Planes Will Start Running On Biofuels From Fallen Trees In Two Years

Planes Will Start Running On Biofuels From Fallen Trees In Two Years

Now here’s some welcome innovation in the airline industry. Southwest Airlines announced today that it will be using biofuel on several of its flights by 2016, purchasing the blended fuel from a Colorado company that salvages “140,000 dry tons of woody biomass feedstock” per year — fallen timber from local forests that might otherwise serve as fuel for wildfires.

The factory, Red Rocks Biofuels, then processes the biomass, transforming it into about 12 million gallons-worth of renewable jet and diesel fuels. According to Southwest, the airline will purchase three million gallons of biofuel per year, for routes originating in the Bay Area.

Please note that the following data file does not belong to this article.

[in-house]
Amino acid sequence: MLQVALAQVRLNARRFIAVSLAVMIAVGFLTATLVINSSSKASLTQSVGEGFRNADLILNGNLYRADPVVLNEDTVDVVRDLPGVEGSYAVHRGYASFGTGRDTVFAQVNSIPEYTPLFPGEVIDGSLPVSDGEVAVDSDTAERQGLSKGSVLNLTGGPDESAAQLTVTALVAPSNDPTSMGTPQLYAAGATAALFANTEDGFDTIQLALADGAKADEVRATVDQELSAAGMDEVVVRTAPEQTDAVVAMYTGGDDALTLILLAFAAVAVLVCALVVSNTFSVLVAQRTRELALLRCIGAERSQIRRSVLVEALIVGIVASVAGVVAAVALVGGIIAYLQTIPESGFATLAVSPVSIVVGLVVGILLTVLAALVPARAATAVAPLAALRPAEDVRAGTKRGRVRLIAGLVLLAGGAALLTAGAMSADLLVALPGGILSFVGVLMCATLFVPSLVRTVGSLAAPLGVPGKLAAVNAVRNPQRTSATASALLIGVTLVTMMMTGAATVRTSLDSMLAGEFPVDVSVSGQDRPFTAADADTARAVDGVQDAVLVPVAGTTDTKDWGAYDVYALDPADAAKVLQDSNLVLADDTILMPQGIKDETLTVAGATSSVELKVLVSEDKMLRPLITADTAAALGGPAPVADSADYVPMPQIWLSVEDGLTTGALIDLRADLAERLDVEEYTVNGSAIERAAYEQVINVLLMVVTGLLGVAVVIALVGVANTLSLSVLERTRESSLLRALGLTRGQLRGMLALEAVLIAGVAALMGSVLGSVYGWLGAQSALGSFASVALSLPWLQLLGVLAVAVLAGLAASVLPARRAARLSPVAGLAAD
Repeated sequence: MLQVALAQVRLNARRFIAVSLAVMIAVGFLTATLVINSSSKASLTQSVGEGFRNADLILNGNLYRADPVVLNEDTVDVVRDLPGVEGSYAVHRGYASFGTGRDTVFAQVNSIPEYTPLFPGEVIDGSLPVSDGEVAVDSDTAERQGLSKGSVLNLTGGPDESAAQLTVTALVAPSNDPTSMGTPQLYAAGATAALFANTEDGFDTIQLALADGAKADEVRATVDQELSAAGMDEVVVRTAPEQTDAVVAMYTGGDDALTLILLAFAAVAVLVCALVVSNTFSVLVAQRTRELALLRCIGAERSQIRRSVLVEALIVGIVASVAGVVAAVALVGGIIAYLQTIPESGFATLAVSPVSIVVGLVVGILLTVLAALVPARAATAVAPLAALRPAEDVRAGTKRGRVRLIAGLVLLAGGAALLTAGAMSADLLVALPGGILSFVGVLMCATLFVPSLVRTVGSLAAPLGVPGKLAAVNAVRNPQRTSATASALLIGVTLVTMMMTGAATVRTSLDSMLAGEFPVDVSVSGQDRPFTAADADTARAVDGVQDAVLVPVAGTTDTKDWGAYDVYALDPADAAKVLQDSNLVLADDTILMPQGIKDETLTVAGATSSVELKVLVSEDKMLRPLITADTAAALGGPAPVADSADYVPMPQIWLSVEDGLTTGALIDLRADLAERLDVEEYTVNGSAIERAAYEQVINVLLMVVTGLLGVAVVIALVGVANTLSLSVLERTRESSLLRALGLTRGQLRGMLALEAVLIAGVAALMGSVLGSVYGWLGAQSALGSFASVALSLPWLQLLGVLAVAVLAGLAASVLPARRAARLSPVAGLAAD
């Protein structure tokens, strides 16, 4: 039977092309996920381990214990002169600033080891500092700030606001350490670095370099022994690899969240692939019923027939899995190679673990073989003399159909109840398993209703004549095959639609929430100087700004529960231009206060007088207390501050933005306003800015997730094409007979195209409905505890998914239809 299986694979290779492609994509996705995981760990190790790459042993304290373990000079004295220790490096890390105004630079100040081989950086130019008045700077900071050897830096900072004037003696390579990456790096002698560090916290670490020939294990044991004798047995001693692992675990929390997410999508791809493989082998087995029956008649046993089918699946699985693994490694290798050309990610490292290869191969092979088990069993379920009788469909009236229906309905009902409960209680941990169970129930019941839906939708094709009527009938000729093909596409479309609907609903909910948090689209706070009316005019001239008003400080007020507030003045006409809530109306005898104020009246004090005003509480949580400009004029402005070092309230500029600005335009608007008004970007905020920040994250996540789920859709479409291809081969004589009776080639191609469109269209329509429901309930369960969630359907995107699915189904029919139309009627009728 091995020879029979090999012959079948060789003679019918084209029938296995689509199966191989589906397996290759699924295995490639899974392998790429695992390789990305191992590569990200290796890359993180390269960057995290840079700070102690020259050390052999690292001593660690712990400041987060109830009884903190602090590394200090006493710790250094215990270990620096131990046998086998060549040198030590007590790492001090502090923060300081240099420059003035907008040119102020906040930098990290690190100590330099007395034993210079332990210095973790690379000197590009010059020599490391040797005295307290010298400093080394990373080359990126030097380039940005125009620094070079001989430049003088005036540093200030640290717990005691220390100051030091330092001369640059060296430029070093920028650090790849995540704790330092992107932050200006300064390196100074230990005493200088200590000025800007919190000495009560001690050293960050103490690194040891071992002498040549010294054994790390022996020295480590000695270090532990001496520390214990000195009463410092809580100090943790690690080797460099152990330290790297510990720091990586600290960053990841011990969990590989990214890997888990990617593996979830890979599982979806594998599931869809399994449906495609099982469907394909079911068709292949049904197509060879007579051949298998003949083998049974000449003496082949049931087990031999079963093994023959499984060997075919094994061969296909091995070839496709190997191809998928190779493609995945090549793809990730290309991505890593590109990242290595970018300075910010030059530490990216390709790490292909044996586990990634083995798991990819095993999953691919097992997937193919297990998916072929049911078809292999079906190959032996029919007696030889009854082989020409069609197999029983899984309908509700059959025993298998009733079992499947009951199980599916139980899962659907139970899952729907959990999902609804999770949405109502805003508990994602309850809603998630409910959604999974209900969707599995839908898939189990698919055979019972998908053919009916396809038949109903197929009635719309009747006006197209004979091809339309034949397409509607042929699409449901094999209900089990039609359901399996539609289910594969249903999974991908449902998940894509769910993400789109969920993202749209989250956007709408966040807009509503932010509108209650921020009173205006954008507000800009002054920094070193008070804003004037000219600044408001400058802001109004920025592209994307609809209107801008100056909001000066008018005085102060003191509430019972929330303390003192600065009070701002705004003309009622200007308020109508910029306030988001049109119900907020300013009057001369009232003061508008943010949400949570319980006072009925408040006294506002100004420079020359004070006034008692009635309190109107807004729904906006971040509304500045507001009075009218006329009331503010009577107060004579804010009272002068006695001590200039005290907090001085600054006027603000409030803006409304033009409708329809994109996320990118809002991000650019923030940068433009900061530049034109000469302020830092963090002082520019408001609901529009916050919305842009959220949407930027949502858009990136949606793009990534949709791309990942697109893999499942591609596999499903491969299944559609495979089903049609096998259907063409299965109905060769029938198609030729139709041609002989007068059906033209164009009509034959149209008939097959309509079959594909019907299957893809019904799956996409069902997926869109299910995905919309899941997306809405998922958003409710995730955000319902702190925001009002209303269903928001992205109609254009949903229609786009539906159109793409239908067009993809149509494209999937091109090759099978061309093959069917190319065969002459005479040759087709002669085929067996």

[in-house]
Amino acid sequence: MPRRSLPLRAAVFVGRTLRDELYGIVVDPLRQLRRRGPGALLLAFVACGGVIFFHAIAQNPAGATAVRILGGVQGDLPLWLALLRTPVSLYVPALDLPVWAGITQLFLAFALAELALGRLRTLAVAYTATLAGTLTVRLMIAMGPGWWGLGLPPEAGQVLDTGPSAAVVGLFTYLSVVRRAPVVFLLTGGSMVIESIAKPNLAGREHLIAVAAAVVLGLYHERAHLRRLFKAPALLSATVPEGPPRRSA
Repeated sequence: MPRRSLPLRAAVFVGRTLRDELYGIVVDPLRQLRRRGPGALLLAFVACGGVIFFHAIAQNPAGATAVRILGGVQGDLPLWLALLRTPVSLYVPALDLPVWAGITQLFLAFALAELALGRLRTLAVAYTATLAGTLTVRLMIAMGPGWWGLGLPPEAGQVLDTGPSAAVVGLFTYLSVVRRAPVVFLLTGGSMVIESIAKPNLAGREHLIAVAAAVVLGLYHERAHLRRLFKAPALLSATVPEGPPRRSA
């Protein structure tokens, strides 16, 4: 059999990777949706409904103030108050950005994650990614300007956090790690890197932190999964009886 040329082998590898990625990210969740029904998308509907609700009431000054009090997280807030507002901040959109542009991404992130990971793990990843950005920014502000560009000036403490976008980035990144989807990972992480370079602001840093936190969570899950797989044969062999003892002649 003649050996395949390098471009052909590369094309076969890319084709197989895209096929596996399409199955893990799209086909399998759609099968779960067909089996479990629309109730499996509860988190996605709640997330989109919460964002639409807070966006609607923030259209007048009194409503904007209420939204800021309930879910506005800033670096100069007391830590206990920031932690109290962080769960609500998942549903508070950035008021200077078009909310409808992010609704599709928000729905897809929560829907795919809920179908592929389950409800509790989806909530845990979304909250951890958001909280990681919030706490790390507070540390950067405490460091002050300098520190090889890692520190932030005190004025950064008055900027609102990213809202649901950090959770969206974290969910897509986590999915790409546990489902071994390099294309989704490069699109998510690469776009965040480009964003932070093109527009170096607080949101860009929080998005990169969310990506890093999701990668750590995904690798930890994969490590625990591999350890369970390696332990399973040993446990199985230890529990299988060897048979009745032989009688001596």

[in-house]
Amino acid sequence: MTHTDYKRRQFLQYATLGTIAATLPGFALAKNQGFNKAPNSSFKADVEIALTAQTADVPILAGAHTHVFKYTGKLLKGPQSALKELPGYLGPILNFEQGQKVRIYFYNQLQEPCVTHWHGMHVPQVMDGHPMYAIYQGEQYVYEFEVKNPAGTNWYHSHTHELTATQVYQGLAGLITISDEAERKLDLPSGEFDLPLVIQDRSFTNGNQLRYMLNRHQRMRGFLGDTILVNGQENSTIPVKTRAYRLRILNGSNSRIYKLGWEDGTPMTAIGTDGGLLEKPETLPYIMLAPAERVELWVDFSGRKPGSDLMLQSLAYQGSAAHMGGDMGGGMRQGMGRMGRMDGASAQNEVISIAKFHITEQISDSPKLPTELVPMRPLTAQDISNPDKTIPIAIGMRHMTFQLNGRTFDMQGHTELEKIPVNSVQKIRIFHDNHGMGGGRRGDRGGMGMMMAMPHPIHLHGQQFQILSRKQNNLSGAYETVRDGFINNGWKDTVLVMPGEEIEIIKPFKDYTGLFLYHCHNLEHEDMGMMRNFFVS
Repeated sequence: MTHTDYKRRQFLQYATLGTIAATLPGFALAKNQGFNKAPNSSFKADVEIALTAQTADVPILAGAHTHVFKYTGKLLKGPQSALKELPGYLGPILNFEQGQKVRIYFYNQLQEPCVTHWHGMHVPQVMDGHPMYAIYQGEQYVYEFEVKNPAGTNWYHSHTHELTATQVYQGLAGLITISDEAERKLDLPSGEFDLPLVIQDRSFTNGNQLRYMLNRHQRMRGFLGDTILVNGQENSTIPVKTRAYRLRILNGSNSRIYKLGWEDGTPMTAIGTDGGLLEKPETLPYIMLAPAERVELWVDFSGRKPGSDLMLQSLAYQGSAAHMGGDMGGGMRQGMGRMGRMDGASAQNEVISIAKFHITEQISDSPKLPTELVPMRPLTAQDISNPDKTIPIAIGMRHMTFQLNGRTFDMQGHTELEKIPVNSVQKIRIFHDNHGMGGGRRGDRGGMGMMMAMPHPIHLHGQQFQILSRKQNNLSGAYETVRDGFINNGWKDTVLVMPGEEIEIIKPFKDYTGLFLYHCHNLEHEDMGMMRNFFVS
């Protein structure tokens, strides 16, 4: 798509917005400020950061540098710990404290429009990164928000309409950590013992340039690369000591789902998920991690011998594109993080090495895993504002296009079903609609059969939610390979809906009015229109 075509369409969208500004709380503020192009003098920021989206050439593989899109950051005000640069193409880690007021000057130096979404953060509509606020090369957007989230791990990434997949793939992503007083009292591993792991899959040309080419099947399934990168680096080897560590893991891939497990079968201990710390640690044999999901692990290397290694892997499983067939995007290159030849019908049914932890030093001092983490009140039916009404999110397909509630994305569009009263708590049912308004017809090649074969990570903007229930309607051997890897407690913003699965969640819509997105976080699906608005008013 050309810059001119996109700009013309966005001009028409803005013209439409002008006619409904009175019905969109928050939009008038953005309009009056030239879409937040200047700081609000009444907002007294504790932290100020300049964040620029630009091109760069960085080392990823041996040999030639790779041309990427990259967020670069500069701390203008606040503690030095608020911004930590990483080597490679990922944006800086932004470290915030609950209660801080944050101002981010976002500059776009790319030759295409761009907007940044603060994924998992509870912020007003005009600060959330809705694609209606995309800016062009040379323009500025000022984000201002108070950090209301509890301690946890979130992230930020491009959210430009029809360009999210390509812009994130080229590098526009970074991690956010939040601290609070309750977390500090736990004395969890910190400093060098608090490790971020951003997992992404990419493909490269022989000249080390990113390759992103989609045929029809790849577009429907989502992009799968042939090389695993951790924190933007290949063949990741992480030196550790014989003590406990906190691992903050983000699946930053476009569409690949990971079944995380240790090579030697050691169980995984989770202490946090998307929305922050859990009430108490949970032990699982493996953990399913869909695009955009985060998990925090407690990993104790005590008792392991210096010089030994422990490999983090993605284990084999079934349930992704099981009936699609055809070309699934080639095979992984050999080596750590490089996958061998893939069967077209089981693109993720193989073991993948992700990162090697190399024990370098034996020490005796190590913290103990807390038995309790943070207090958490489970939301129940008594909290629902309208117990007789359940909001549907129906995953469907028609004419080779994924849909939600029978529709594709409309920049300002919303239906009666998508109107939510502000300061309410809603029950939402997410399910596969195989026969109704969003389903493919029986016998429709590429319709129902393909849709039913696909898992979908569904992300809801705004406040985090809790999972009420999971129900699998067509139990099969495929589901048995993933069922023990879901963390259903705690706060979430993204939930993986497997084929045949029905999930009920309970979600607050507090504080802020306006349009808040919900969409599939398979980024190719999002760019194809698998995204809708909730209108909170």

Of course, three million gallons is not a huge amount for an airline. According to the Dallas Morning News, Southwest buys about 1818 million gallons a year — this greener store wouldn’t even cover the fuel it uses in a single day. But it’s a start, and it’s not the only airline exploring the idea.

Southwest’s announcement means it might beat out the longtime frontrunner in the biofuel race to the skies: Virgin Atlantic. Virgin performed a test flight in 2008 from London to Amsterdam using a biofuel kerosene blend and announced in 2012 that it was going to be using biofuels during some flights by middle of this year, but obviously that has not yet come to pass. Southwest taking the lead on this adds some nice competition to an area where we really need to see some change, fast. [Southwest, Dallas Morning News via Consumerist]

Picture: Dylan Ashe/Flickr